Can I call a C++ constructor function in dart ffi?


I’m new to ffi. But I successfully used dart-ffi with functions call.

Now, I’d like to use a C++ object in dart ffi. I don’t know if it is possible, but I tried like this.

The prototypes of constructor call are :

function_dart = lib

But I’ve got :
Failed to lookup symbol <constructor_function>, where I tried constructor function with :


I did nm -gDC <lib>, and I can see the constructor.

Help !

edit 1 : @Botje, @Richard-Heap

I’m trying to use the VideoCapture instance from OpenCV.

I have followed the instructions from Botje’s answer.

So I created a lib, like this :

bind.hpp :

#ifndef BIND_HPP
# define BIND_HPP

#include <opencv2/videoio.hpp>

extern "C" {
  cv::VideoCapture *cvCreateVideoCapture(char *filename, int apiPreference);

bind.cpp :

#include "bind.hpp"

cv::VideoCapture *createVideoCapture(char *filename, int apiPreference) {
  return new cv::VideoCapture(filename, apiPreference);

The commands I use to compile :

g++ -c bind.cpp -lopencv -o bind.o
g++ bind.o -shared -o

I get : dart: symbol lookup error: ./lib/src/ undefined symbol: _ZN2cv12VideoCaptureC1ERKNSt7__cxx1112basic_stringIcSt11char_traitsIcESaIcEEEi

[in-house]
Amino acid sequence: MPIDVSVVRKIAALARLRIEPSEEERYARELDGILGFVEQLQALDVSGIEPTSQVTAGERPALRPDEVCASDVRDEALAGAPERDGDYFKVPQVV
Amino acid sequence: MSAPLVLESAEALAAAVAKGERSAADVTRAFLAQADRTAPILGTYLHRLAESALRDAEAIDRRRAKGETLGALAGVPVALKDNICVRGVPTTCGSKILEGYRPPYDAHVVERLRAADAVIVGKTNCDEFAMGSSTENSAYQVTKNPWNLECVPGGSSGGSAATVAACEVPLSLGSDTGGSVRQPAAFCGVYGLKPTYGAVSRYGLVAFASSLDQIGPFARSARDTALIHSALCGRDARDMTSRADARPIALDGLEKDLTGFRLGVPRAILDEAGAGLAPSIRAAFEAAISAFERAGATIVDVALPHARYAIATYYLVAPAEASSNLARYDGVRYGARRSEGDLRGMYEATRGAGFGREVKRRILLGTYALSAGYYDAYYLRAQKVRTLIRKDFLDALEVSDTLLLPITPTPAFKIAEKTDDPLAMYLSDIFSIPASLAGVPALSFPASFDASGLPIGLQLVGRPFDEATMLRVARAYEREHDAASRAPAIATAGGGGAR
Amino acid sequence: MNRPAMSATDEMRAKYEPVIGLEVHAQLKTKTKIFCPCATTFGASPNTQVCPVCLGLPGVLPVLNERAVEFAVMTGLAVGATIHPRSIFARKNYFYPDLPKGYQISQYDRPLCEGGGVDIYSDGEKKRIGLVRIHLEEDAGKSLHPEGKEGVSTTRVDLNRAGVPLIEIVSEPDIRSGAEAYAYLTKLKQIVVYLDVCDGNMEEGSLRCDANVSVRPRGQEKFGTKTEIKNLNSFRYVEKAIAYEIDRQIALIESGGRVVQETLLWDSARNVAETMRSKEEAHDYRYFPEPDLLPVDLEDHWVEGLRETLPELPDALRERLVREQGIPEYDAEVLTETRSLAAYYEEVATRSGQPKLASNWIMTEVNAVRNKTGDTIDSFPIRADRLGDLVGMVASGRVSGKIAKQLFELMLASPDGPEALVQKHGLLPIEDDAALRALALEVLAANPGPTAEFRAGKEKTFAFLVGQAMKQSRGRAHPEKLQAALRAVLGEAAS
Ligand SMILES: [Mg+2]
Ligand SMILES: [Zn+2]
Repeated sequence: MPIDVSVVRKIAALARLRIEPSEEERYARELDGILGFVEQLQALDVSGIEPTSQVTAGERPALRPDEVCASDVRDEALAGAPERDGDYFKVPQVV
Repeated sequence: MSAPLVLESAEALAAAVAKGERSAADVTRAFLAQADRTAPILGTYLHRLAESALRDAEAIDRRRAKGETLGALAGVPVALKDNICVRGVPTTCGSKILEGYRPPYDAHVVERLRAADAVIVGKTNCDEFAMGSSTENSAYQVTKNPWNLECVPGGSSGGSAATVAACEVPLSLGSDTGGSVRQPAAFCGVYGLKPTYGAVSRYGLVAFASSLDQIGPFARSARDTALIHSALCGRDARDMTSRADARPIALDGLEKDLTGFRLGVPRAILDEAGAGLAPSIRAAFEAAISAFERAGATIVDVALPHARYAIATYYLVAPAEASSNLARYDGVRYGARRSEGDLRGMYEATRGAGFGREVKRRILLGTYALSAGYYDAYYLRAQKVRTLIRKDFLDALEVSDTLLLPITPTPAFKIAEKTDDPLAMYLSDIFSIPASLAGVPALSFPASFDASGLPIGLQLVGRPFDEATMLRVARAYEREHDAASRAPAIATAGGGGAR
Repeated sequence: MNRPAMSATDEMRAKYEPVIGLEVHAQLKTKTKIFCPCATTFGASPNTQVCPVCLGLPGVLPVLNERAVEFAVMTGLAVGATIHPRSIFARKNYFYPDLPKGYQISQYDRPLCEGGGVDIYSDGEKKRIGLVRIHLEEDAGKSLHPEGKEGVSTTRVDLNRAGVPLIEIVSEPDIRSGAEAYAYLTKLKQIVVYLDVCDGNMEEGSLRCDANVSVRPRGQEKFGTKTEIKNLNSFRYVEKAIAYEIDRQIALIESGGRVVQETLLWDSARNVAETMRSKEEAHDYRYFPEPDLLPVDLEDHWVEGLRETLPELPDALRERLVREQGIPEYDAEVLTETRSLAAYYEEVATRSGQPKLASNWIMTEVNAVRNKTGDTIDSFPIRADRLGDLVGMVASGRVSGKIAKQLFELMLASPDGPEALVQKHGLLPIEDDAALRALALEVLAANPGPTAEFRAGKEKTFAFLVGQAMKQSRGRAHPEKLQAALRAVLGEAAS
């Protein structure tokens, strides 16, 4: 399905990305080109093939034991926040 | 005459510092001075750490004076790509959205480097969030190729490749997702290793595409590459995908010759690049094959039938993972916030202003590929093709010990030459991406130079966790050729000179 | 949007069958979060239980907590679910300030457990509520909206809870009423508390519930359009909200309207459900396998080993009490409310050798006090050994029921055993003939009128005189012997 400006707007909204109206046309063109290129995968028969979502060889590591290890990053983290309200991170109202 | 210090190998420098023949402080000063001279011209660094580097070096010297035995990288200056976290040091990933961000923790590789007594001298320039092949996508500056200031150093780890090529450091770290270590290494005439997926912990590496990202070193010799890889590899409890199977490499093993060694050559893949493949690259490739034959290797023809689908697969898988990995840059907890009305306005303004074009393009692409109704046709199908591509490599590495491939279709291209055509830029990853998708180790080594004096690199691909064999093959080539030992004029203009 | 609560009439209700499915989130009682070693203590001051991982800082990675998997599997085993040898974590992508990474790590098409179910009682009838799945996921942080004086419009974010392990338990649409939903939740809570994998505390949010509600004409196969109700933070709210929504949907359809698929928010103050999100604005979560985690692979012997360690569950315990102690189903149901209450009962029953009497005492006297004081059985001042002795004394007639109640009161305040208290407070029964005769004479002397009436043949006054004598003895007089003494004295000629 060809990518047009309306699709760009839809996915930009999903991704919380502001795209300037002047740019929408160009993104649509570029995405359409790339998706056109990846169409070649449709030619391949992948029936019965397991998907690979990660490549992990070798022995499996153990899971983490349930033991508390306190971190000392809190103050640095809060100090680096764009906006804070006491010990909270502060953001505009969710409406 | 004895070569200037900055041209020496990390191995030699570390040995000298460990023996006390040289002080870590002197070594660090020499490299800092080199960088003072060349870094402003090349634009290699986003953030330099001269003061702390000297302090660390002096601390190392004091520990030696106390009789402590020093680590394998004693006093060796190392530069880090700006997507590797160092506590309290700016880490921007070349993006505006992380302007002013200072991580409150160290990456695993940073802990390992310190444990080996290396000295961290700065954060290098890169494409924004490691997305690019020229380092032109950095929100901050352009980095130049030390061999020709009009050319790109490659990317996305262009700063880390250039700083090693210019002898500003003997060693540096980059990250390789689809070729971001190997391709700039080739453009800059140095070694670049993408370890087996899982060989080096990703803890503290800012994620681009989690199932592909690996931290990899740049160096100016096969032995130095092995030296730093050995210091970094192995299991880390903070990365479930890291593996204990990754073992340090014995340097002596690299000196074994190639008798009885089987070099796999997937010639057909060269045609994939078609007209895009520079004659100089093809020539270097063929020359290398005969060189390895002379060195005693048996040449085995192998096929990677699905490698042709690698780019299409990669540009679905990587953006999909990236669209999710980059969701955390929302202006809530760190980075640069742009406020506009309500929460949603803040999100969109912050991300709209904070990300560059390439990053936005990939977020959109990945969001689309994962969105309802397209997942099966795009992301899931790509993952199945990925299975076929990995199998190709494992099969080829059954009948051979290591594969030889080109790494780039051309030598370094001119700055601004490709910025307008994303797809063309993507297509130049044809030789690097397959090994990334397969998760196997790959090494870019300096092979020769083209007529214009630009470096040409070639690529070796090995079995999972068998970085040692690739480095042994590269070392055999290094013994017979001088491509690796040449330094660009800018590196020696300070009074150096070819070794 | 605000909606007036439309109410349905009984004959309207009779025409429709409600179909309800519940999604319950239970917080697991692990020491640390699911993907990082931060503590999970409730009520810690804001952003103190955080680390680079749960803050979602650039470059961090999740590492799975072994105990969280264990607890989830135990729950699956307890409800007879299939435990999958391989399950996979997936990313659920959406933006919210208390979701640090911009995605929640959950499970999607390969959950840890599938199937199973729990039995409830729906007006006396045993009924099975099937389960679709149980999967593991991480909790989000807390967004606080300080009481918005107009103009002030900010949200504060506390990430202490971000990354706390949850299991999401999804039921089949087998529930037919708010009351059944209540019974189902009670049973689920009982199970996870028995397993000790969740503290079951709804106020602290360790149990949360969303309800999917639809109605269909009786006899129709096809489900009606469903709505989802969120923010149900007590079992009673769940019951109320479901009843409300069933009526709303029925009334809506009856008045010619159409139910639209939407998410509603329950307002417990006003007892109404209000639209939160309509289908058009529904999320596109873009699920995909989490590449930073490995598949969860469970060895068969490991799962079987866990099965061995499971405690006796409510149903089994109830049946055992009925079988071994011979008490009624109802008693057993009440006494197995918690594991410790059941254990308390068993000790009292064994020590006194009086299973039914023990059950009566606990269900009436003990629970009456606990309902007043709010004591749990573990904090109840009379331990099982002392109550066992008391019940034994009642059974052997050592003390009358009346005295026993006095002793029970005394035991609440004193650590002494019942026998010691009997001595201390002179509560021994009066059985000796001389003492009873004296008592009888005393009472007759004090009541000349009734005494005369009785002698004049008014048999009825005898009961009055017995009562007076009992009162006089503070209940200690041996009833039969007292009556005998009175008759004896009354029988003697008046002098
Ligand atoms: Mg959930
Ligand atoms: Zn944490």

Next step, is to use a method of VideoCapture instance.

Thank you


C++ compilers use “name mangling” to ensure symbol names are unique. The fact that you had to add the -C option (or --demangle) to make it show up is a hint.

For example, here is the mangled symbol for some_class::some_class(int, std::string):


You will need to pass the mangled name (not the demangled name) in order to call the constructor. You will also need to match the ABI for an object (ie have a pointer to the object’s memory in the correct register). Sometimes this is simply a hidden first argument to the constructor, but not in all ABIs.

If at all possible, write a C++ wrapper function that constructs the object for you and tag it with extern "C" so you don’t have to jump through these hoops.

For example:

extern "C"
some_class* create_some_class(int x, const char * some_text) {
    return new some_class(x, some_text);

You can now simply call create_some_class from Dart with basic types and you will get back a pointer to the constructed C++ object.
If you intend to wrap a large API like this, consider migrating to something like SWIG that can auto-generate these wrappers.

Answered By – Botje

Answer Checked By – David Goodson (FlutterFixes Volunteer)

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